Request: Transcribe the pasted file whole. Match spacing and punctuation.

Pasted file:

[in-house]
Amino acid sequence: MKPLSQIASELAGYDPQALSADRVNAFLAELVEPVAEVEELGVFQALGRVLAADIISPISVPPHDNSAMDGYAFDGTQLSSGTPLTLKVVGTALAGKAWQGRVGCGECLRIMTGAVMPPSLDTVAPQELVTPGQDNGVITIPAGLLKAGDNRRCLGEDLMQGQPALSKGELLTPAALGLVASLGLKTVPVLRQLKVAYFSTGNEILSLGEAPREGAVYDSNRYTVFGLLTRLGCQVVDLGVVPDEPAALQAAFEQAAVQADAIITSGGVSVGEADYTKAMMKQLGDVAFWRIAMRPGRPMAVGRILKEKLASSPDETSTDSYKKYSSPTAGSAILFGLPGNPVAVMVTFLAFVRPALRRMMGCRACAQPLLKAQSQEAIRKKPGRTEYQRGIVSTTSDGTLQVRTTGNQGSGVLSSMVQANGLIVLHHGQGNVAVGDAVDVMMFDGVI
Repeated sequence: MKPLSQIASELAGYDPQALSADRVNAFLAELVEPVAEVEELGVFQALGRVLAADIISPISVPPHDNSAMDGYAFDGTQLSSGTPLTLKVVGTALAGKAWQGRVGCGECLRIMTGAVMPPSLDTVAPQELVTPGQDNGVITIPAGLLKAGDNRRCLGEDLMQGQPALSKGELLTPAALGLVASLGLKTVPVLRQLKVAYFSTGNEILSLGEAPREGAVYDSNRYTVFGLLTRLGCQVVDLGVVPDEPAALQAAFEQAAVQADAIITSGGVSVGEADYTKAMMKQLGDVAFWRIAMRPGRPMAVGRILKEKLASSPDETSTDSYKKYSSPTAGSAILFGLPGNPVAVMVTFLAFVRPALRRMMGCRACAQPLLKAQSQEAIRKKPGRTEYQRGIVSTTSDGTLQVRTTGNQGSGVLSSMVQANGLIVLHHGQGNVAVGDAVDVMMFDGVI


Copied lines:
[in-house]
Amino acid sequence: MKPLSQIASELAGYDPQALSADRVNAFLAELVEPVAEVEELGVFQALGRVLAADIISPISVPPHDNSAMDGYAFDGTQLSSGTPLTLKVVGTALAGKAWQGRVGCGECLRIMTGAVMPPSLDTVAPQELVTPGQDNGVITIPAGLLKAGDNRRCLGEDLMQGQPALSKGELLTPAALGLVASLGLKTVPVLRQLKVAYFSTGNEILSLGEAPREGAVYDSNRYTVFGLLTRLGCQVVDLGVVPDEPAALQAAFEQAAVQADAIITSGGVSVGEADYTKAMMKQLGDVAFWRIAMRPGRPMAVGRILKEKLASSPDETSTDSYKKYSSPTAGSAILFGLPGNPVAVMVTFLAFVRPALRRMMGCRACAQPLLKAQSQEAIRKKPGRTEYQRGIVSTTSDGTLQVRTTGNQGSGVLSSMVQANGLIVLHHGQGNVAVGDAVDVMMFDGVI
Repeated sequence: MKPLSQIASELAGYDPQALSADRVNAFLAELVEPVAEVEELGVFQALGRVLAADIISPISVPPHDNSAMDGYAFDGTQLSSGTPLTLKVVGTALAGKAWQGRVGCGECLRIMTGAVMPPSLDTVAPQELVTPGQDNGVITIPAGLLKAGDNRRCLGEDLMQGQPALSKGELLTPAALGLVASLGLKTVPVLRQLKVAYFSTGNEILSLGEAPREGAVYDSNRYTVFGLLTRLGCQVVDLGVVPDEPAALQAAFEQAAVQADAIITSGGVSVGEADYTKAMMKQLGDVAFWRIAMRPGRPMAVGRILKEKLASSPDETSTDSYKKYSSPTAGSAILFGLPGNPVAVMVTFLAFVRPALRRMMGCRACAQPLLKAQSQEAIRKKPGRTEYQRGIVSTTSDGTLQVRTTGNQGSGVLSSMVQANGLIVLHHGQGNVAVGDAVDVMMFDGVI